Arriagada, P. Food insecurity among Inuit living in Inuit Nunangat. Insights on Canadian Society. Statistics Canada. 2017.

Statistics Canada. Food security by Aboriginal Identity (Table: 41-10-0009-01 ). 2015.

Statistics Canada. Food security, Inuit population, by Inuit region of residence (Table: 41-10-0010-01). 2015.

Nunavik Inuit Health Survey 2017, Qanuilirpitaa? How are we now? (2017)

Furgal, C., Pirkle C., Lemire, M., Lucas, M., Martin R. (2021). Food Security. Nunavik Inuit Health Survey 2017 Qanuilirpitaa? How are we now? Quebec: Nunavik Regional Board of Health and Social Services (NRBHSS) & Institut national de santé publique du Québec (INSPQ).

Nunavik Inuit Health Survey 2004, Qanuippitaa? How are we? (2004)

Blanchet, C. & Rochette, L. (2008). Nutrition and Food Consumption among the Inuit of Nunavik. Nunavik Inuit Health Survey 2004, Qanuippitaa? How are we? Quebec: Institut national de santé publique du Québec (INSPQ) & Nunavik Regional Board of Health and Social Services (NRBHSS).

First Nations Regional Health Survey (2015/2016)

Deaton, B. J., Scholz, A., & Lipka, B. (2020). An empirical assessment of food security on First Nations in Canada. Canadian Journal of Agricultural Economics/Revue canadienne d’agroeconomie, 68(1), 5-19.

First Nations Information Governance Centre, National Report of the First Nations Regional Health Survey Phase 3: Volume Two, (Ottawa: 2018). Published in July 2018.

First Nations Regional Health Survey (2008/2010)

First Nations Information Governance Centre (FNIGC) (2012). First Nations Regional Health Survey (RHS) 2008/10: National report on adults, youth and children living in First Nations communities. Ottawa: FNIGC.

Inuit Food Security in Nunatsiavut Survey (2014)

McTavish, K., Furgal, C., Martin, R., Willson, E. &I HACC Team. (2017) Inuit Food Security in Nunatsiavut: The community-specific nature of a widespread public health issue. Poster presented at ArcticNet Arctic Change conference 2017.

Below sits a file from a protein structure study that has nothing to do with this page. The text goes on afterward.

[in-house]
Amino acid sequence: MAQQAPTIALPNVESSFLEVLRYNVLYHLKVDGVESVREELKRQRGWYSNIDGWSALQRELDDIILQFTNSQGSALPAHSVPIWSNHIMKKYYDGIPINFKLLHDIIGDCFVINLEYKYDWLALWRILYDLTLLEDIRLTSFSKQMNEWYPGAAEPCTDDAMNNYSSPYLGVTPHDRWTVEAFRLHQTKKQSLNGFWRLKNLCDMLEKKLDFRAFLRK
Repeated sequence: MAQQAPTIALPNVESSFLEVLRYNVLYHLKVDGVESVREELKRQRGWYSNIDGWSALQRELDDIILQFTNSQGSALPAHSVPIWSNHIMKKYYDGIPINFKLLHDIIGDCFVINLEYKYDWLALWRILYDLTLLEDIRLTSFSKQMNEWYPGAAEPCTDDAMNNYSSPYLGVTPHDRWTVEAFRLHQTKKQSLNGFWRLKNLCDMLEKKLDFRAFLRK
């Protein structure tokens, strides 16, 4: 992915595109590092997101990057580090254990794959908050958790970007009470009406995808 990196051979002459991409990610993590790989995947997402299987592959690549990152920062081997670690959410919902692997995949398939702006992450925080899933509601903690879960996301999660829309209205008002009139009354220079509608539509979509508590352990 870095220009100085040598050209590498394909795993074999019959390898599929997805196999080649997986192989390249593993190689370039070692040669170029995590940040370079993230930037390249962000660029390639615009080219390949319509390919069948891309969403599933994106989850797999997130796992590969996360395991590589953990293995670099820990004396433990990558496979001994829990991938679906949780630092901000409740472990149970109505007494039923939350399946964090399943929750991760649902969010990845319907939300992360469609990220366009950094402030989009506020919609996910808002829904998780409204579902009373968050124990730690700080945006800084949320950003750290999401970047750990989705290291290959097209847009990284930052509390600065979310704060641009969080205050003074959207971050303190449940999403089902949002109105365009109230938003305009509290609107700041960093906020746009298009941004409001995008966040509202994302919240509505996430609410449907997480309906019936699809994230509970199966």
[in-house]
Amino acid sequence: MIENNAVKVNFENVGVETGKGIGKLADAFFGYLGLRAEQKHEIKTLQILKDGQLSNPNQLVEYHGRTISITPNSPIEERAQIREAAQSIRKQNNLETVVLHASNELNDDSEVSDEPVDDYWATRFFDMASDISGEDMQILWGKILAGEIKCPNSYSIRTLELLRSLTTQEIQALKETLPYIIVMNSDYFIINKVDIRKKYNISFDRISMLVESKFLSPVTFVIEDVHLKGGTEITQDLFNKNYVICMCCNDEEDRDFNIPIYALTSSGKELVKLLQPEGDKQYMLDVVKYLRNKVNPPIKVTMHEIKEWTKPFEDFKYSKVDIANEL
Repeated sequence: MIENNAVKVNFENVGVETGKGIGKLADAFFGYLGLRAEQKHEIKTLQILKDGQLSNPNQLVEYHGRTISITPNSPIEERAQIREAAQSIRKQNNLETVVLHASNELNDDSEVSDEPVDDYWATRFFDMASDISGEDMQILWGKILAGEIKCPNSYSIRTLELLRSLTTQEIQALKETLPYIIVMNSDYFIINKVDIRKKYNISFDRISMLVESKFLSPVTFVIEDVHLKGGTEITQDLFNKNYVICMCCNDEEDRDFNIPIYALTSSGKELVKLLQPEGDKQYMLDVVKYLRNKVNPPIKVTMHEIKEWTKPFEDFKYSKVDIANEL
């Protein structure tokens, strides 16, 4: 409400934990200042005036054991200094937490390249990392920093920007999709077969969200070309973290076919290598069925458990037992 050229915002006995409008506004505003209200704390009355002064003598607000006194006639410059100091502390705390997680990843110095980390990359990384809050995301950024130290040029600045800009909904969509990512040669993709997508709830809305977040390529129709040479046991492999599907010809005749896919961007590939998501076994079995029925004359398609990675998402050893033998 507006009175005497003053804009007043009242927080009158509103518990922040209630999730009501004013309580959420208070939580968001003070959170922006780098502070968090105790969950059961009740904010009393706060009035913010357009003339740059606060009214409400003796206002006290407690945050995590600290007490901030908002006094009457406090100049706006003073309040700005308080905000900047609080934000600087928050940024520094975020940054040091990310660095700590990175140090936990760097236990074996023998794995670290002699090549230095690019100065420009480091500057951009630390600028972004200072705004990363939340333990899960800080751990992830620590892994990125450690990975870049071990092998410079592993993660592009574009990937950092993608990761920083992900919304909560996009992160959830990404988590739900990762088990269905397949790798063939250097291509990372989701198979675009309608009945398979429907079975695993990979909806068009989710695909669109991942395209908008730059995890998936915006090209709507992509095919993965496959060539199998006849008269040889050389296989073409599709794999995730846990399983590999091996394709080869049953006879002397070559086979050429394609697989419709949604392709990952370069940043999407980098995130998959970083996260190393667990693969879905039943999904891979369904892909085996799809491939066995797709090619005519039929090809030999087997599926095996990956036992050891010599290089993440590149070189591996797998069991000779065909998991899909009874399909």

Qanuippitali? International Polar Year Inuit Health Survey (2007-2008)

Rosol, R., Huet, C., Wood, M., Lennie, C., Osborne, G., & Egeland, G. M. (2011). Prevalence of affirmative responses to questions of food insecurity: International Polar Year Inuit Health Survey, 2007–2008. International Journal of Circumpolar Health, 70(5), 488-497.

Centre For Indigenous Peoples’ Nutrition And Environment. (2010). Inuit Health Survey 2007–2008.

Egeland, G. M., Pacey, A., Cao, Z., & Sobol, I. (2010). Food insecurity among Inuit preschoolers: Nunavut Inuit child health survey, 2007–2008. CMAJ, 182(3), 243-248.

Huet, C., Rosol, R., & Egeland, G. M. (2012). The prevalence of food insecurity is high and the diet quality poor in Inuit communities. The Journal of Nutrition, 142(3), 541–547.

Nunavik Child Development Study (2005-2010)

Bradette-Laplante, M., Courtemanche, Y., Desrochers-Couture, M., Forget-Dubois, N., Bélanger, R. E., Ayotte, P., … & Muckle, G. (2020). Food insecurity and psychological distress in Inuit adolescents of Nunavik. Public Health Nutrition, 23(14), 2615-2625.

Ruiz-Castell, M., Muckle, G., Dewailly, É., Jacobson, J. L., Jacobson, S. W., Ayotte, P., & Riva, M. (2015). Household crowding and food insecurity among Inuit families with school-aged children in the Canadian Arctic. American journal of public health, 105(3), e122-e132.

Boucher, O., Jacobson, S. W., Plusquellec, P., Dewailly, É., Ayotte, P., Forget-Dubois, N., … & Muckle, G. (2012). Prenatal methylmercury, postnatal lead exposure, and evidence of attention deficit/hyperactivity disorder among Inuit children in Arctic Quebec. Environmental health perspectives, 120(10), 1456-1461.

Nunavik Child Development Study (2005-2010)

Lawn, J., & Harvey, D. (2003). Nutrition and food security in Kugaaruk, Nunavut. Minister of Indian Affairs and Northern Development, Ottawa, Ont.